Add like
Add dislike
Add to saved papers

Associations Between Motor Competence and Executive Functions in Children and Adolescents: A Systematic Review and Meta-analysis.

Sports Medicine 2024 May 21
BACKGROUND: Motor competence and executive functions co-develop throughout childhood and adolescence, and there is emerging evidence that improvements in motor competence may have cognitive benefits in these populations. There is a need to provide a quantitative synthesis of the cross-sectional, longitudinal and experimental studies that have examined the association between motor competence and executive functions in school-aged youth.

OBJECTIVES: The primary aim of our systematic review was to synthesise evidence of the association between motor competence and executive functions in school-aged children and adolescents (5-18 years). Our secondary aim was to examine key moderators of this association.

METHODS: We searched the PubMed, PsycINFO, Scopus, Ovid MEDLINE, SPORTDiscus and EMBASE databases from inception up to 27 June 2023. We included cross-sectional, longitudinal and experimental studies that assessed the association between motor competence (e.g., general motor competence, locomotor skills, object control skills and stability skills) and executive functions (e.g., general executive functions, inhibition, working memory and cognitive flexibility) in children and adolescents aged 5-18 years.

RESULTS: In total, 12,117 records were screened for eligibility, and 44 studies were included. From the 44 included studies, we meta-analysed 37 studies with 251 effect sizes using a structural equation modelling approach in the statistical program R. We found a small positive association (r = 0.18, [95% confidence interval (CI) 0.13-0.22]) between motor competence and executive functions. The positive associations were observed in cross-sectional (r = 0.17, [95% CI 0.13-0.22]), longitudinal (r = 0.15, [95% CI 0.03-0.28]) and experimental studies (r = 0.25, [95% CI 0.01-0.45]). We also found that general motor competence (r = 0.25, [95% CI 0.18-0.33]), locomotor (r = 0.15, [95% CI 0.09-0.21]), object control (r = 0.14, [95% CI 0.08-0.20]) and stability (r = 0.14, [95% CI 0.08-0.20]) skills were associated with executive functions. We did not find any moderating effects for participants' age on the associations between motor competence and executive functions.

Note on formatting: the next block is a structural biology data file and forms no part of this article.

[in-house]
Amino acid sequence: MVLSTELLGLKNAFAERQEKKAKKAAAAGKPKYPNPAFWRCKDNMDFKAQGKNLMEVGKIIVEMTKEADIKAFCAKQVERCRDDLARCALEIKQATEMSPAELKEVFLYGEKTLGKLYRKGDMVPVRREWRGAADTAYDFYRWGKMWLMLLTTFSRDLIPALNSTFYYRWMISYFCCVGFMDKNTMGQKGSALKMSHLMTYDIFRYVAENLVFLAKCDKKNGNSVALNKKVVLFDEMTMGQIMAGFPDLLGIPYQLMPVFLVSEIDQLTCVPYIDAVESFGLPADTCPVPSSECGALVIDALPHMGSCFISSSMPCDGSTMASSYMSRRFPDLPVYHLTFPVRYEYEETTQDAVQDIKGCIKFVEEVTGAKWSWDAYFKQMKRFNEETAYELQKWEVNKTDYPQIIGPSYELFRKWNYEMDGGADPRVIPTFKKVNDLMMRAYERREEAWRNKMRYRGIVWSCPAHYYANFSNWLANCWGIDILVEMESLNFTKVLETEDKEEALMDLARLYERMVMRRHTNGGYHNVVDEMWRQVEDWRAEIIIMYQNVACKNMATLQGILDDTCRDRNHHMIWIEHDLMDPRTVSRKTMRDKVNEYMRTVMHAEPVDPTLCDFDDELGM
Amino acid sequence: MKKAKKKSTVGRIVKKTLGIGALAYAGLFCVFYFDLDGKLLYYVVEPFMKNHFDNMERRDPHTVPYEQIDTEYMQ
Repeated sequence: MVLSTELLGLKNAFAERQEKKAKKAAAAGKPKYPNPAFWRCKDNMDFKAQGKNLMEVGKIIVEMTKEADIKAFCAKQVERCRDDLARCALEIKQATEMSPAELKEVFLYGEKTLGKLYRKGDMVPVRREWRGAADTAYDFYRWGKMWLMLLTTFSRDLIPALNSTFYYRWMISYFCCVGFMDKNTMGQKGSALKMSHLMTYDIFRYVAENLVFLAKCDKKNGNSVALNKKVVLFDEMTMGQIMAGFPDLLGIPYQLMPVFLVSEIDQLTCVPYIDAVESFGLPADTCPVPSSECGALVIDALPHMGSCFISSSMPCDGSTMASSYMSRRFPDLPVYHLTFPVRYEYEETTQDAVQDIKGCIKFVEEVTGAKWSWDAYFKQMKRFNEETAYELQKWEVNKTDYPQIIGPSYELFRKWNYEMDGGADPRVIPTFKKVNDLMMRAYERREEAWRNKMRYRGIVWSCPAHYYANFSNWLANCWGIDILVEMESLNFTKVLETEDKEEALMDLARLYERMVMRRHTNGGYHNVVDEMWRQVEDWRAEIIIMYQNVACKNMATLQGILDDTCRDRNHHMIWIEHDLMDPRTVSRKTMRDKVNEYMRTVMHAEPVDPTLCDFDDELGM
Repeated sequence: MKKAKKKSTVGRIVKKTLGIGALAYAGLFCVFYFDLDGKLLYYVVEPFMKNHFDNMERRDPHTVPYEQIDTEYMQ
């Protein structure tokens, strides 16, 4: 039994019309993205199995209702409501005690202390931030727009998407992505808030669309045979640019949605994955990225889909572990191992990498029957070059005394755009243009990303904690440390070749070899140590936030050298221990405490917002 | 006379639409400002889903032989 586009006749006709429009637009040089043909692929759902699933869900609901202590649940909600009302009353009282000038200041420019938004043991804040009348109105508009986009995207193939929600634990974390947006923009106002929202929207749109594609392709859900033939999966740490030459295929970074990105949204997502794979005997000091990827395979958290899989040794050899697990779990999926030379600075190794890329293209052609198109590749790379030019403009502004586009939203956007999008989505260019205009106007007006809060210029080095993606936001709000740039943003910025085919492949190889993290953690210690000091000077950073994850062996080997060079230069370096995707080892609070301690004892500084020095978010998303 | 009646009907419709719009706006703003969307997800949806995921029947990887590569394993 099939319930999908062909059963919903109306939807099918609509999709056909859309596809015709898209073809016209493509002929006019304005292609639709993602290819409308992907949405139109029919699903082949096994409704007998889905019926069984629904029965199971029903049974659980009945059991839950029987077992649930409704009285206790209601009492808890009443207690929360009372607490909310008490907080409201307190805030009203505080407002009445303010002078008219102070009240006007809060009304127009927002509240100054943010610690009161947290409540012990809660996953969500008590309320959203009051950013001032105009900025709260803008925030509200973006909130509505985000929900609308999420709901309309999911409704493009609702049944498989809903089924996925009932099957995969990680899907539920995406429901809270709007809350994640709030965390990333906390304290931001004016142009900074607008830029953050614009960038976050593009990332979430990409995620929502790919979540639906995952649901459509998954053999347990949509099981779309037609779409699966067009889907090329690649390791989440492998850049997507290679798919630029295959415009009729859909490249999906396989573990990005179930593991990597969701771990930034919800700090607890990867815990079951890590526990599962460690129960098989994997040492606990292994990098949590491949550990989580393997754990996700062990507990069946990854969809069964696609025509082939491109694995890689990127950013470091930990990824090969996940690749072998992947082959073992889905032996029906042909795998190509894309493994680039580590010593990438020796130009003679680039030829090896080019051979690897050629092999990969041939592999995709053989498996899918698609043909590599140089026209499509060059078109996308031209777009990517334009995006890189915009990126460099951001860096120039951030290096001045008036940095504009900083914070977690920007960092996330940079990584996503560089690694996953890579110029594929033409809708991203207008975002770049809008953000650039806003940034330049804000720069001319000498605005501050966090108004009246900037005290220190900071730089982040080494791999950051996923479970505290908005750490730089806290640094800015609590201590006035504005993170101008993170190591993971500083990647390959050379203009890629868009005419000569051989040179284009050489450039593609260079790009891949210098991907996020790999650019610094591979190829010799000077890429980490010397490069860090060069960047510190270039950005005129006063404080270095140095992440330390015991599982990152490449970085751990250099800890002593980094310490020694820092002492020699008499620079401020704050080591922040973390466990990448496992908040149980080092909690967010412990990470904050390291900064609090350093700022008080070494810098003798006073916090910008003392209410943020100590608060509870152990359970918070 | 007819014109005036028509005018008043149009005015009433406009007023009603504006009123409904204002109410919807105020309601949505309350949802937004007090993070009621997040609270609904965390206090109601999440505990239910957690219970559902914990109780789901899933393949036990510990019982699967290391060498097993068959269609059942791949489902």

CONCLUSIONS: Our findings suggest a small-to-moderate positive association between motor competence and executive functions in children and adolescents. The small number of experimental studies included in this review support the assertion that interventions targeting children's motor competence may be a promising strategy to improve their executive functions; however, more research is needed to confirm these findings. Future studies should explore the underlying mechanisms linking motor competence and executive functions as their comprehension may be used to optimise future intervention design and delivery.

PROSPERO REGISTRATION: CRD42021285134.

Full text links

We have located open access text paper links.

Related Resources

For the best experience, use the Read mobile app

Mobile app image

Get seemless 1-tap access through your institution/university

For the best experience, use the Read mobile app

All material on this website is protected by copyright, Copyright © 1994-2024 by WebMD LLC.
This website also contains material copyrighted by 3rd parties.

By using this service, you agree to our terms of use and privacy policy.

Your Privacy Choices Toggle icon

You can now claim free CME credits for this literature searchClaim now

Get seemless 1-tap access through your institution/university

For the best experience, use the Read mobile app